The perfect Flat White?

A combination of strength, flavor and perfectly structured milk.

Flat White may not be one of the first espresso creations in the history of coffee, but it is certainly an essential in today's specialty coffee landscape.

Where does it come from, what makes it so special and how is it made right?


Its origins are debatable; unlike its competitors on a typical coffee menu in Europe, the history of the origin of "Flat White" dates back to the southern hemisphere.

Today it is difficult to say whether the first orders were placed in New Zealand or Australia. What is certain is that, around the 1970s, coffee drinkers in Australia were calling their milk coffees "white coffees". In the 1980s, in the big cities of both countries there was a tendency to ask for the milk for a cappuccino to be less fluffy, but rather "flat" (finely frothed milk). It is rumored that the name originated in 1985 at the Moors Espresso Bar in Sydney, which still exists. According to its owner, Alan Preston, a customer mistakenly ordered the drink as "Flat White". The Espresso Bar adopted the name shortly thereafter literally for its coffee menu.


Basically, it's a combination of espresso and textured milk with a smooth, silky taste, with the coffee flavor well-defined and noticeable.

The structure of the finely frothed milk, the way it is made, the espresso and milk ratio and the choice of coffee beans make the difference in Flat White.

"Flat" is the term used to describe a finer, more compact frothed milk. Not only does it lie flatter in the cup, but it is also easier to mix with the coffee and therefore creates a more intense coffee flavor in the beverage.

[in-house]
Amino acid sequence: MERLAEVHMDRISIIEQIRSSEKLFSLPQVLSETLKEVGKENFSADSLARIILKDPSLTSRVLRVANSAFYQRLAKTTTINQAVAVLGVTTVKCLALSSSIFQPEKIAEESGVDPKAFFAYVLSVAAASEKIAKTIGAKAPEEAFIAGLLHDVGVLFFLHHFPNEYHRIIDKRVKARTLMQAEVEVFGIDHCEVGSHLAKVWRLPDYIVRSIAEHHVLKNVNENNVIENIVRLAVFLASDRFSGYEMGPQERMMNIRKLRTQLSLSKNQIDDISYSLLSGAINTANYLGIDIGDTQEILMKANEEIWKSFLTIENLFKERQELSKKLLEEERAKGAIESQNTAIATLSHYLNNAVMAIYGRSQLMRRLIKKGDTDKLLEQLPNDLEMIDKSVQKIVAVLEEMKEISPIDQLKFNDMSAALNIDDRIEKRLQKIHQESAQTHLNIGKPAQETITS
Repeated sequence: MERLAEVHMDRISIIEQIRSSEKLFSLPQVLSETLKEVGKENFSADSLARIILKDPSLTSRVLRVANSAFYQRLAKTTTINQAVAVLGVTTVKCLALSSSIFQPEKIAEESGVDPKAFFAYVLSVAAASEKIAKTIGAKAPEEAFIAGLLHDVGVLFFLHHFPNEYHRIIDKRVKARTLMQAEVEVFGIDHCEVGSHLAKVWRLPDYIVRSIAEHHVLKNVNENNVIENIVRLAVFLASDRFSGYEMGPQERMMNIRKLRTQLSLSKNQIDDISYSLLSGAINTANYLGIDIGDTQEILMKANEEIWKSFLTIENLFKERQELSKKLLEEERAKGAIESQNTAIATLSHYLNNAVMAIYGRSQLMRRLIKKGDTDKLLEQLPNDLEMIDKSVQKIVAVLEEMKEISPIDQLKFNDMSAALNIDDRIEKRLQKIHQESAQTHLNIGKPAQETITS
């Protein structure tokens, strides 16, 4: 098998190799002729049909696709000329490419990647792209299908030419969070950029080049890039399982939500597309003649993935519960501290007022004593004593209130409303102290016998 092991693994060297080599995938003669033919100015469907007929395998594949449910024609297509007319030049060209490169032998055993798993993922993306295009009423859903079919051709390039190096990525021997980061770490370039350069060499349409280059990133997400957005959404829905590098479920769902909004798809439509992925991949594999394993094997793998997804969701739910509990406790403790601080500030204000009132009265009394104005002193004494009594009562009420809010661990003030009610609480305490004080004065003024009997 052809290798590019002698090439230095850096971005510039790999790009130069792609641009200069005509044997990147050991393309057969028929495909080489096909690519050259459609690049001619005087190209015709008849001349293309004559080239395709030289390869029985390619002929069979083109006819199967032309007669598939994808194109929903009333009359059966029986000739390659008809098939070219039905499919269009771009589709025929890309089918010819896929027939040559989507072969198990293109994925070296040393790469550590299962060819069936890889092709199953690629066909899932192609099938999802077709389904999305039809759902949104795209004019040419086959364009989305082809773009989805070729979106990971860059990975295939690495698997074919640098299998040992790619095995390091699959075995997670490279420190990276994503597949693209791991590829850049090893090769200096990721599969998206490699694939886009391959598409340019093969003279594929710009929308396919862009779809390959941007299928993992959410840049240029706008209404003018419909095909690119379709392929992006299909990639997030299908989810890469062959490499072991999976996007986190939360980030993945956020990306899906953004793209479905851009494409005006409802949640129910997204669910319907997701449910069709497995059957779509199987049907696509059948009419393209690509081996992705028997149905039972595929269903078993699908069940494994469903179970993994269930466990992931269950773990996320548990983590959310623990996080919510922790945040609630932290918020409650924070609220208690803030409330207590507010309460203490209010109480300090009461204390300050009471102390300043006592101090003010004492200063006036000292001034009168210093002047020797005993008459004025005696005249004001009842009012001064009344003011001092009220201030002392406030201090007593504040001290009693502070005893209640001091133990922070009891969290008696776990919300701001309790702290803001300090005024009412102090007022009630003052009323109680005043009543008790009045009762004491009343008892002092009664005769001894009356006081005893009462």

A small excursion into milk froth in the espresso machine:
As the temperature rises, the milk proteins become solidified and the fat molecules surround them. This creates a stable foam that settles on the steamed milk. The more air you add to the milk when heating it with the steam tap, the thicker its texture will be, and vice versa. For a Flat White, make sure that the milk is flat, i.e. add little air when heating.


In addition to the degree of roasting, the origin and production processes of the coffees also plays an important role in the individual taste of a Flat White. In general, the more profound the flavors of the coffee are, the more likely it will predominate over the flavor of the milk.


The milk options for Flat Whites are individual and unlimited. Whether original or substituted, to create an optimum flavor in combination with milk and coffee, the milk used should be cupped with the coffee selection available.


Foaming the milk is of enormous importance here. We want to introduce air and create microfoam: an emulsion of milk and trapped air with as few bubbles as possible on the surface. The steamed milk should have a glossy appearance like wet ink. The temperature is about 60-65 degrees..

When the milk is poured into the coffee cup, it flows from the top under the rich espresso consistency. With the right combination of subtle wrist movements, cup tilting and timing, subtle patterns are often created. We do not believe these are crucial to the taste, but they certainly make any visit to a coffee shop a very special experience.


1/3 espresso (double espresso 60 ml)
2/3 milk (120 ml)